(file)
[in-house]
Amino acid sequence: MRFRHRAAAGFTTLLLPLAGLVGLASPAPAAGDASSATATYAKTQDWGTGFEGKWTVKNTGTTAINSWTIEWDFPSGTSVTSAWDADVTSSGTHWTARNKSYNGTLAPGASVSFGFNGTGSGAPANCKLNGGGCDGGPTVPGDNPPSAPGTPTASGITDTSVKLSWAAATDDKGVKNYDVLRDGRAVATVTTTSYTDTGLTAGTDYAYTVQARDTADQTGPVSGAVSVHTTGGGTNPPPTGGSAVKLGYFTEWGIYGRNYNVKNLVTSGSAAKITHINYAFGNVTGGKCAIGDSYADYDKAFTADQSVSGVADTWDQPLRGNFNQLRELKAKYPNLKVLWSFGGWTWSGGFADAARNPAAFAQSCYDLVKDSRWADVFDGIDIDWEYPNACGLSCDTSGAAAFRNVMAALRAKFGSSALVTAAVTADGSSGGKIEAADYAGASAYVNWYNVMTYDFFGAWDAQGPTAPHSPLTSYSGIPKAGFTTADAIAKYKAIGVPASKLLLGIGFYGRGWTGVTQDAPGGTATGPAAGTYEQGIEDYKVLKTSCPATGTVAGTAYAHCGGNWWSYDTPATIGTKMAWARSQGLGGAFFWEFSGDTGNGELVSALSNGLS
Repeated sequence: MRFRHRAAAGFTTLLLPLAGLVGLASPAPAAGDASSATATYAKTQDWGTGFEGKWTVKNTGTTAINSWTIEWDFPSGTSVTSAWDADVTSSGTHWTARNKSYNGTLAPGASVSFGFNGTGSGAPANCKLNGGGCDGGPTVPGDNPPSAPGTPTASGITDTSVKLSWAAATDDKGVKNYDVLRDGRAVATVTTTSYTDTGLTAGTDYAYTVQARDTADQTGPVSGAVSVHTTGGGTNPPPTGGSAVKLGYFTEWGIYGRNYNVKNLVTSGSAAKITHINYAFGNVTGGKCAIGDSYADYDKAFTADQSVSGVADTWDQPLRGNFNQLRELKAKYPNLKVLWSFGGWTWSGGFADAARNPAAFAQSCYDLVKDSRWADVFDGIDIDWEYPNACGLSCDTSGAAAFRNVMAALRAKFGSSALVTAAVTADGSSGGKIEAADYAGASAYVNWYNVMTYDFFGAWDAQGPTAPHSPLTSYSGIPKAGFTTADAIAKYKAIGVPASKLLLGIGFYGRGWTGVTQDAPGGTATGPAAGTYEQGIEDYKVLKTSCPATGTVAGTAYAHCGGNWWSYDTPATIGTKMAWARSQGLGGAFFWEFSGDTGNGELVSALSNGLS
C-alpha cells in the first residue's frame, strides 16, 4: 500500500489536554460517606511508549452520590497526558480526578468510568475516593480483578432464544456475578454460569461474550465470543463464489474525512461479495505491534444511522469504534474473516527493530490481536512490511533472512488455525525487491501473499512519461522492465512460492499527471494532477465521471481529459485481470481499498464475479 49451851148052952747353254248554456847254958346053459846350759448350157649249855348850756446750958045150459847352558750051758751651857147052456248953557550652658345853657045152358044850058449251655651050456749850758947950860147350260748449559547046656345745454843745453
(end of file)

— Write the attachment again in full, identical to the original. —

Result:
[in-house]
Amino acid sequence: MRFRHRAAAGFTTLLLPLAGLVGLASPAPAAGDASSATATYAKTQDWGTGFEGKWTVKNTGTTAINSWTIEWDFPSGTSVTSAWDADVTSSGTHWTARNKSYNGTLAPGASVSFGFNGTGSGAPANCKLNGGGCDGGPTVPGDNPPSAPGTPTASGITDTSVKLSWAAATDDKGVKNYDVLRDGRAVATVTTTSYTDTGLTAGTDYAYTVQARDTADQTGPVSGAVSVHTTGGGTNPPPTGGSAVKLGYFTEWGIYGRNYNVKNLVTSGSAAKITHINYAFGNVTGGKCAIGDSYADYDKAFTADQSVSGVADTWDQPLRGNFNQLRELKAKYPNLKVLWSFGGWTWSGGFADAARNPAAFAQSCYDLVKDSRWADVFDGIDIDWEYPNACGLSCDTSGAAAFRNVMAALRAKFGSSALVTAAVTADGSSGGKIEAADYAGASAYVNWYNVMTYDFFGAWDAQGPTAPHSPLTSYSGIPKAGFTTADAIAKYKAIGVPASKLLLGIGFYGRGWTGVTQDAPGGTATGPAAGTYEQGIEDYKVLKTSCPATGTVAGTAYAHCGGNWWSYDTPATIGTKMAWARSQGLGGAFFWEFSGDTGNGELVSALSNGLS
Repeated sequence: MRFRHRAAAGFTTLLLPLAGLVGLASPAPAAGDASSATATYAKTQDWGTGFEGKWTVKNTGTTAINSWTIEWDFPSGTSVTSAWDADVTSSGTHWTARNKSYNGTLAPGASVSFGFNGTGSGAPANCKLNGGGCDGGPTVPGDNPPSAPGTPTASGITDTSVKLSWAAATDDKGVKNYDVLRDGRAVATVTTTSYTDTGLTAGTDYAYTVQARDTADQTGPVSGAVSVHTTGGGTNPPPTGGSAVKLGYFTEWGIYGRNYNVKNLVTSGSAAKITHINYAFGNVTGGKCAIGDSYADYDKAFTADQSVSGVADTWDQPLRGNFNQLRELKAKYPNLKVLWSFGGWTWSGGFADAARNPAAFAQSCYDLVKDSRWADVFDGIDIDWEYPNACGLSCDTSGAAAFRNVMAALRAKFGSSALVTAAVTADGSSGGKIEAADYAGASAYVNWYNVMTYDFFGAWDAQGPTAPHSPLTSYSGIPKAGFTTADAIAKYKAIGVPASKLLLGIGFYGRGWTGVTQDAPGGTATGPAAGTYEQGIEDYKVLKTSCPATGTVAGTAYAHCGGNWWSYDTPATIGTKMAWARSQGLGGAFFWEFSGDTGNGELVSALSNGLS
C-alpha cells in the first residue's frame, strides 16, 4: 500500500489536554460517606511508549452520590497526558480526578468510568475516593480483578432464544456475578454460569461474550465470543463464489474525512461479495505491534444511522469504534474473516527493530490481536512490511533472512488455525525487491501473499512519461522492465512460492499527471494532477465521471481529459485481470481499498464475479 49451851148052952747353254248554456847254958346053459846350759448350157649249855348850756446750958045150459847352558750051758751651857147052456248953557550652658345853657045152358044850058449251655651050456749850758947950860147350260748449559547046656345745454843745453